How about marking hot questions like The art of programming: Java vs C# as "debating" questions? A debating question - a question which has several alternative applicable answers each of which having it's own pros and cons.

If question is marked as a debating then answers to this question can be presented in a slightly different way, clearly showing the alternative answers/views.

I think in some cases such questions can be automatically detected considering how users are voting. E.g. users which support a certain answer would vote against another answers.


Thank you everyone for pointing out that such questions don't fit the format of Stack Overflow or Stack Exchange. Even if the majority of such questions are closed sooner or later, I suggest they could have been automatically marked with the "debating"-like mark/badge. The "debating"-marked questions could be more easily detected and closed by the admins/sineor members.


2 Answers 2


We don't want debating questions, and the close reason of that question explains why:

As it currently stands, this question is not a good fit for our Q&A format. We expect answers to be supported by facts, references, or expertise, but this question will likely solicit debate, arguments, polling, or extended discussion. If you feel that this question can be improved and possibly reopened, visit the help center for guidance.

Also see the help center:

These are the categories of questions that may be closed by the community:

  • [...]
  • primarily opinion-based - discussions focused on diverse opinions are great, but they just don't fit our format well.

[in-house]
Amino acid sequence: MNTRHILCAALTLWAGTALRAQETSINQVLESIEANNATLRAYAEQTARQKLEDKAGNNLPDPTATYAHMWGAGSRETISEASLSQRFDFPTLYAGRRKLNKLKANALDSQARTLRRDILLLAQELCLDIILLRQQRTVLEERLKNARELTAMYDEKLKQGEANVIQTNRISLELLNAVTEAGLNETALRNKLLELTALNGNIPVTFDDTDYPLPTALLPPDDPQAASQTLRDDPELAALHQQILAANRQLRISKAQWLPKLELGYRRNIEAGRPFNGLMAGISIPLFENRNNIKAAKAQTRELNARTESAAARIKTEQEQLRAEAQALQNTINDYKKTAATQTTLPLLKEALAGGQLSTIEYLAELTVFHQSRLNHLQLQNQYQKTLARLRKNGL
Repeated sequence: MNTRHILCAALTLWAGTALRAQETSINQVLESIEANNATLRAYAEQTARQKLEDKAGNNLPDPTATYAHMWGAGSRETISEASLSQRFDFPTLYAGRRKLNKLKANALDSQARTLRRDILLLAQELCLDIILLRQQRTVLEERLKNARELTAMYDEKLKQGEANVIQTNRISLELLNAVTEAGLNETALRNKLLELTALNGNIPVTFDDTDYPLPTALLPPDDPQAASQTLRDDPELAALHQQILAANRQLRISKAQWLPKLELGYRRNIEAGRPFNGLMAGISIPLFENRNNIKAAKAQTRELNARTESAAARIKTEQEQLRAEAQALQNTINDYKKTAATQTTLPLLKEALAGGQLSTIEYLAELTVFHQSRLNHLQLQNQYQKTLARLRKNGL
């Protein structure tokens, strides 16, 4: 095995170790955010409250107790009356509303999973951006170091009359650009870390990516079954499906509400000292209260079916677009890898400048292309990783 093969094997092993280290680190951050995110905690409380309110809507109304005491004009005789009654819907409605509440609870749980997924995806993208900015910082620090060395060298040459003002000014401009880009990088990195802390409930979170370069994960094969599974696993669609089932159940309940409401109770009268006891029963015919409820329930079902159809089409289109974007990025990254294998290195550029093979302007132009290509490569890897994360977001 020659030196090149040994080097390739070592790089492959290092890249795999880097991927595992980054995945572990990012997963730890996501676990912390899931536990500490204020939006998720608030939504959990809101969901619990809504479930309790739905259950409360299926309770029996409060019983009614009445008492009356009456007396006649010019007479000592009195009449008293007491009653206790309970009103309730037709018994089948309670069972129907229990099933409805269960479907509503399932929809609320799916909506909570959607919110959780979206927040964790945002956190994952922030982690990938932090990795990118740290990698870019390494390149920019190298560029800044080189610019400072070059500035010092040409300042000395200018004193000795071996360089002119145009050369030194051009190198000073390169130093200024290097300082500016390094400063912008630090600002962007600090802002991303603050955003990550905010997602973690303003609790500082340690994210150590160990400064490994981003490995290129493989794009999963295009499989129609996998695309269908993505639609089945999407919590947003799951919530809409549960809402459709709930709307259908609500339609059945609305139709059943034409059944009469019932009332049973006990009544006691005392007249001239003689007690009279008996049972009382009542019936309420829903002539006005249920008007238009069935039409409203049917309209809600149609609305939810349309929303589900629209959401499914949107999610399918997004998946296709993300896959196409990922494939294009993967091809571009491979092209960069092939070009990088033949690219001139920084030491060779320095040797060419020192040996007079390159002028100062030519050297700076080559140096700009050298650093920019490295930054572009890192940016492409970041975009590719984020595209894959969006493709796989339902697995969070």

Many good questions generate some degree of opinion based on expert experience, but answers to this question will tend to be almost entirely based on opinions, rather than on facts, references, or specific expertise.


Debating questions don't belong on Stack Overflow or any Stack Exchange site. They're almost instantaneously closed as primarily opinion-based.

If your motivation for asking the question is “I would like to participate in a discussion about ______”, then you should not be asking here.

Subjective questions are only allowed under very strict rules:

Some subjective questions are allowed, but “subjective” does not mean “anything goes”. All subjective questions are expected to be constructive. What does that mean? Constructive subjective questions:

  • inspire answers that explain “why” and “how”
  • tend to have long, not short, answers
  • have a constructive, fair, and impartial tone
  • invite sharing experiences over opinions
  • insist that opinion be backed up with facts and references
  • are more than just mindless social fun

For more detail, read about our guidelines for great subjective questions and blog post about how real questions have answers.

Regarding your update: do you have any proposal for such a detection algorithm? 10k users already have access to moderator tools, where they can see which posts have a large amount of comments, or are edited many times. It could be worthwhile to have a list of 'most controversial' posts there as well - controversial meaning having a lot of up- and downvotes.

  • Yes, I will update with an algorithm once I finish it Nov 15, 2016 at 21:47

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